how to keep my retain counts as low as possible
I don't understand this. What makes you think you need to worry about retain counts at all? The retain count is an implementation detail, forget about it. All you need to worry about is whether you own an object.
I can't wrap my head around whether to retain (using retain properties, usually) or just assign instance variables.
In almost all cases you want to retain or copy when you assign instance variables. The main exception is retain cycles. Sometimes, you find yourself in a situation where object A has a reference to object B and object B has a reference to object A. If A retained B and B retained A, you cannot rely on the normal pattern of releasing references in dealloc to make them go away. In this situation, it is usual to nominate one object as the owner and the other as the owned. The owned object would then not retain its reference to the owner.
An example of this would be a tree structure where the parent node has references to its children and each child has a reference to its parent. If each child retained its parent, when the application is done with the parent, it won't go away, because it has been retained by all its children. So the parent reference is implemented as a weak reference which means that the child does not retain its parent.
It's a very common pattern with delegates for the owner of an object to set itself as the object's delegate. For example, the controller of a table view is often also the table view's data source and/or delegate. If the table view retained the delegate you would have a retain cycle (since the controller has already retained the view). This is why the convention "delegates aren't retained" has arisen.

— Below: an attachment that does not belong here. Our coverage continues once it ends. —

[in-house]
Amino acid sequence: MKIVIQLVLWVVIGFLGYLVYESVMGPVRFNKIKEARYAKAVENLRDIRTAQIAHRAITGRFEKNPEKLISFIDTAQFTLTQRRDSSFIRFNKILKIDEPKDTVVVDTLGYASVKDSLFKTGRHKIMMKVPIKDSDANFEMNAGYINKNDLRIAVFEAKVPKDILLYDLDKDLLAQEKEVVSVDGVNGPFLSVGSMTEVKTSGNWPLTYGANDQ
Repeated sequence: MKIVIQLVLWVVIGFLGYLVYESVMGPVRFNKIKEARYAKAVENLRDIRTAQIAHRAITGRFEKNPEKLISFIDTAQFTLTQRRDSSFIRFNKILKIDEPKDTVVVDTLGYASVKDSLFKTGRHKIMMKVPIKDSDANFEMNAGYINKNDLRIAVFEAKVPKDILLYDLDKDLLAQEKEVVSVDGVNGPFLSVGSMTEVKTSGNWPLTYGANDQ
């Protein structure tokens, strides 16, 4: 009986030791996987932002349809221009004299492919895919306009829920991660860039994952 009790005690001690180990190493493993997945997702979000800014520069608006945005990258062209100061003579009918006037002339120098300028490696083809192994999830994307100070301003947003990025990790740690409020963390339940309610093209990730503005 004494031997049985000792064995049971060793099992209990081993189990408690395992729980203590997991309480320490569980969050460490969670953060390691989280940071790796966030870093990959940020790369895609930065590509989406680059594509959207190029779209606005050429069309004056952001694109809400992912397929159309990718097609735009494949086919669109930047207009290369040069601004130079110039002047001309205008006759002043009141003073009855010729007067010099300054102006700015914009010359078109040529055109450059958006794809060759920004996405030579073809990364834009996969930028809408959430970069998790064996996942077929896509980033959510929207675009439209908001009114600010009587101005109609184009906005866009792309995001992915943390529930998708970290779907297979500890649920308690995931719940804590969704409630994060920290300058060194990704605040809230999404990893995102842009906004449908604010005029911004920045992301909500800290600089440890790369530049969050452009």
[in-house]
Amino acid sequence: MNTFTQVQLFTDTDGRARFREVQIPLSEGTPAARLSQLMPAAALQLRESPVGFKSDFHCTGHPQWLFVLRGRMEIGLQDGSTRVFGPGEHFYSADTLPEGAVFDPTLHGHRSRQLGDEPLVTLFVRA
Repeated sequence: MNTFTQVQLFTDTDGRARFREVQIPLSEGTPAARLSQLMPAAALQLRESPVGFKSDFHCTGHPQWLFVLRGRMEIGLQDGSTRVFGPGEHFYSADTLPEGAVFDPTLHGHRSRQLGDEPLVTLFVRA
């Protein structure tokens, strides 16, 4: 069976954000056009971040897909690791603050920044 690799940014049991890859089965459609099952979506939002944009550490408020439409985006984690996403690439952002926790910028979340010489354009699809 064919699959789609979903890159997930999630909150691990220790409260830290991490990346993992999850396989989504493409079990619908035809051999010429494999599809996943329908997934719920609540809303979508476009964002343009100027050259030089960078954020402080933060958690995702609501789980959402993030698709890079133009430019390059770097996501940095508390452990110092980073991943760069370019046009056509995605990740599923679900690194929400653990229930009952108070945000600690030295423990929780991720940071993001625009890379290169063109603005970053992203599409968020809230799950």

You should definitely copy if the object you want a reference to implements NSCopying and you need it not to change while you have ownership. An example from Cocoa is the keys of elements in an NSDictionary. If the keys were to change while in the dictionary, it would be a disaster. So NSDictionary copies its keys.
I know that the risk is that the retain count goes down to zero and I am left holding the bag (or left holding many extra bags and memory), but... how should I organize my application so that this doesn't happen?
Simple: follow the Cocoa memory management rules. If something goes away while you are holding a reference to it, you did not own that something. If you need something to hang around for longer than the scope of the current method, you should retain it.